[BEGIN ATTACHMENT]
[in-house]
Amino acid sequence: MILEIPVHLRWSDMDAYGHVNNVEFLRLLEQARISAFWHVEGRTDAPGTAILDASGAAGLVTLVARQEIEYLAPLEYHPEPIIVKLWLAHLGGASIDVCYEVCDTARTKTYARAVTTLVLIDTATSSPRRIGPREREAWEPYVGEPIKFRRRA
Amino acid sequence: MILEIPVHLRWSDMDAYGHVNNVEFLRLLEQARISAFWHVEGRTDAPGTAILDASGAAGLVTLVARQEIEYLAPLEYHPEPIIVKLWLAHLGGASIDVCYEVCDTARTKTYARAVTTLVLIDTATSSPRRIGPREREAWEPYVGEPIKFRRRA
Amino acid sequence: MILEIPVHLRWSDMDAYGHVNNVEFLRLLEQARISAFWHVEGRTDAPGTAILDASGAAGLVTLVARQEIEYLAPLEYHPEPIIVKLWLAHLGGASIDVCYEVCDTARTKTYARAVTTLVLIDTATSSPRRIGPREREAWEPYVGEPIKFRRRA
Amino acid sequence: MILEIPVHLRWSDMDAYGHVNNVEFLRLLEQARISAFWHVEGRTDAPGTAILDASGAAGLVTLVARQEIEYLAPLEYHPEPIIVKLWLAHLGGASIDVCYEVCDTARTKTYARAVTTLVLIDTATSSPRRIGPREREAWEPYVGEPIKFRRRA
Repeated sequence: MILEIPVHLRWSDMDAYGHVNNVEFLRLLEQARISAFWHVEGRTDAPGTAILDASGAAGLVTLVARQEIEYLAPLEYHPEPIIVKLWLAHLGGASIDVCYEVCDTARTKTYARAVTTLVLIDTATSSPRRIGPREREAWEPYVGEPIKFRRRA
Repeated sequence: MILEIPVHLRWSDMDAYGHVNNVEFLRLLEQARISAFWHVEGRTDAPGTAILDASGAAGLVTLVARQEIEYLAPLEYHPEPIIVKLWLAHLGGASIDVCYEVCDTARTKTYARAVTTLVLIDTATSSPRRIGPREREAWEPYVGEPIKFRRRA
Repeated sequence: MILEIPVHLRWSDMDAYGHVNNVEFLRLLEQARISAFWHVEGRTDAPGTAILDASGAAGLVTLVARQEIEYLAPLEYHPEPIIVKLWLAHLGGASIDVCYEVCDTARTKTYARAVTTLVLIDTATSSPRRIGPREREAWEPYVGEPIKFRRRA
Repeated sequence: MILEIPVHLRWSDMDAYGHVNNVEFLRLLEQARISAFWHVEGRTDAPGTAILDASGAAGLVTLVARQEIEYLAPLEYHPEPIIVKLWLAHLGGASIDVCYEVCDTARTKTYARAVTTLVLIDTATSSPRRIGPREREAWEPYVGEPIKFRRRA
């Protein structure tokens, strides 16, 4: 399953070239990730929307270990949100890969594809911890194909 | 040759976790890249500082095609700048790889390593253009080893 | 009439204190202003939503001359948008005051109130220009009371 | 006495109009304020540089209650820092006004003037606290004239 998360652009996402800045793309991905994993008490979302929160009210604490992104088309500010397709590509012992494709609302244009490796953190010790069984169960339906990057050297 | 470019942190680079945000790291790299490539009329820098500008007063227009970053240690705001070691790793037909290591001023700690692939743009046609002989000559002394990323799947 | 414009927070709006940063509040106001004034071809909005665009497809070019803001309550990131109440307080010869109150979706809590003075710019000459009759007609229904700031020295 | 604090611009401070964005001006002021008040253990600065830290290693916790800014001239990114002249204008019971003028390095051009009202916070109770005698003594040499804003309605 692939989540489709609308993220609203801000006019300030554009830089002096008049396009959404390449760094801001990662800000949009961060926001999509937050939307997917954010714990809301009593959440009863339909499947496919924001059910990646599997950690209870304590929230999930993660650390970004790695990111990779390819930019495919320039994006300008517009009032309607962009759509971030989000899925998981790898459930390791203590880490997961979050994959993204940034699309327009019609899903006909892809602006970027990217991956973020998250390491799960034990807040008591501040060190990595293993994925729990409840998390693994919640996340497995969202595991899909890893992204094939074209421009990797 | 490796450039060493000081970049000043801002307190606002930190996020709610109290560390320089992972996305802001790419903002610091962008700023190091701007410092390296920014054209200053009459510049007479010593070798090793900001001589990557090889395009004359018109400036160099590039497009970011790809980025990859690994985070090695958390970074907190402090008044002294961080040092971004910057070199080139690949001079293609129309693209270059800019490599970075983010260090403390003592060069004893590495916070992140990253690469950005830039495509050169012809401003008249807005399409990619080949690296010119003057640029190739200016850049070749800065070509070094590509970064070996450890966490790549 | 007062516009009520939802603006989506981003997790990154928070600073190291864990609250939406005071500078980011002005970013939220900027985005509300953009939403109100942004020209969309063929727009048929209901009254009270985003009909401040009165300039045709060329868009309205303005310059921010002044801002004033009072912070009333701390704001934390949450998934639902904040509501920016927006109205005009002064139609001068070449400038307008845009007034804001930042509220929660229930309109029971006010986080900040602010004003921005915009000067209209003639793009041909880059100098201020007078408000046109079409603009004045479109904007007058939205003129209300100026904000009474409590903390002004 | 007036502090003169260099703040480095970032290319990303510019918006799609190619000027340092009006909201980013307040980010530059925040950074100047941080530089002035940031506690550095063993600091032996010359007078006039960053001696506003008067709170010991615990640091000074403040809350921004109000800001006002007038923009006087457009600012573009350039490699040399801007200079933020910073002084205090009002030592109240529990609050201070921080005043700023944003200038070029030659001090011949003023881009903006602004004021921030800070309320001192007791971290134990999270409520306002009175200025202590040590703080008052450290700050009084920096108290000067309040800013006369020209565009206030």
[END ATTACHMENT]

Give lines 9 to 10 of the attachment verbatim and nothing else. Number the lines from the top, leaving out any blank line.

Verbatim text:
Repeated sequence: MILEIPVHLRWSDMDAYGHVNNVEFLRLLEQARISAFWHVEGRTDAPGTAILDASGAAGLVTLVARQEIEYLAPLEYHPEPIIVKLWLAHLGGASIDVCYEVCDTARTKTYARAVTTLVLIDTATSSPRRIGPREREAWEPYVGEPIKFRRRA
């Protein structure tokens, strides 16, 4: 399953070239990730929307270990949100890969594809911890194909 | 040759976790890249500082095609700048790889390593253009080893 | 009439204190202003939503001359948008005051109130220009009371 | 006495109009304020540089209650820092006004003037606290004239 998360652009996402800045793309991905994993008490979302929160009210604490992104088309500010397709590509012992494709609302244009490796953190010790069984169960339906990057050297 | 470019942190680079945000790291790299490539009329820098500008007063227009970053240690705001070691790793037909290591001023700690692939743009046609002989000559002394990323799947 | 414009927070709006940063509040106001004034071809909005665009497809070019803001309550990131109440307080010869109150979706809590003075710019000459009759007609229904700031020295 | 604090611009401070964005001006002021008040253990600065830290290693916790800014001239990114002249204008019971003028390095051009009202916070109770005698003594040499804003309605 692939989540489709609308993220609203801000006019300030554009830089002096008049396009959404390449760094801001990662800000949009961060926001999509937050939307997917954010714990809301009593959440009863339909499947496919924001059910990646599997950690209870304590929230999930993660650390970004790695990111990779390819930019495919320039994006300008517009009032309607962009759509971030989000899925998981790898459930390791203590880490997961979050994959993204940034699309327009019609899903006909892809602006970027990217991956973020998250390491799960034990807040008591501040060190990595293993994925729990409840998390693994919640996340497995969202595991899909890893992204094939074209421009990797 | 490796450039060493000081970049000043801002307190606002930190996020709610109290560390320089992972996305802001790419903002610091962008700023190091701007410092390296920014054209200053009459510049007479010593070798090793900001001589990557090889395009004359018109400036160099590039497009970011790809980025990859690994985070090695958390970074907190402090008044002294961080040092971004910057070199080139690949001079293609129309693209270059800019490599970075983010260090403390003592060069004893590495916070992140990253690469950005830039495509050169012809401003008249807005399409990619080949690296010119003057640029190739200016850049070749800065070509070094590509970064070996450890966490790549 | 007062516009009520939802603006989506981003997790990154928070600073190291864990609250939406005071500078980011002005970013939220900027985005509300953009939403109100942004020209969309063929727009048929209901009254009270985003009909401040009165300039045709060329868009309205303005310059921010002044801002004033009072912070009333701390704001934390949450998934639902904040509501920016927006109205005009002064139609001068070449400038307008845009007034804001930042509220929660229930309109029971006010986080900040602010004003921005915009000067209209003639793009041909880059100098201020007078408000046109079409603009004045479109904007007058939205003129209300100026904000009474409590903390002004 | 007036502090003169260099703040480095970032290319990303510019918006799609190619000027340092009006909201980013307040980010530059925040950074100047941080530089002035940031506690550095063993600091032996010359007078006039960053001696506003008067709170010991615990640091000074403040809350921004109000800001006002007038923009006087457009600012573009350039490699040399801007200079933020910073002084205090009002030592109240529990609050201070921080005043700023944003200038070029030659001090011949003023881009903006602004004021921030800070309320001192007791971290134990999270409520306002009175200025202590040590703080008052450290700050009084920096108290000067309040800013006369020209565009206030």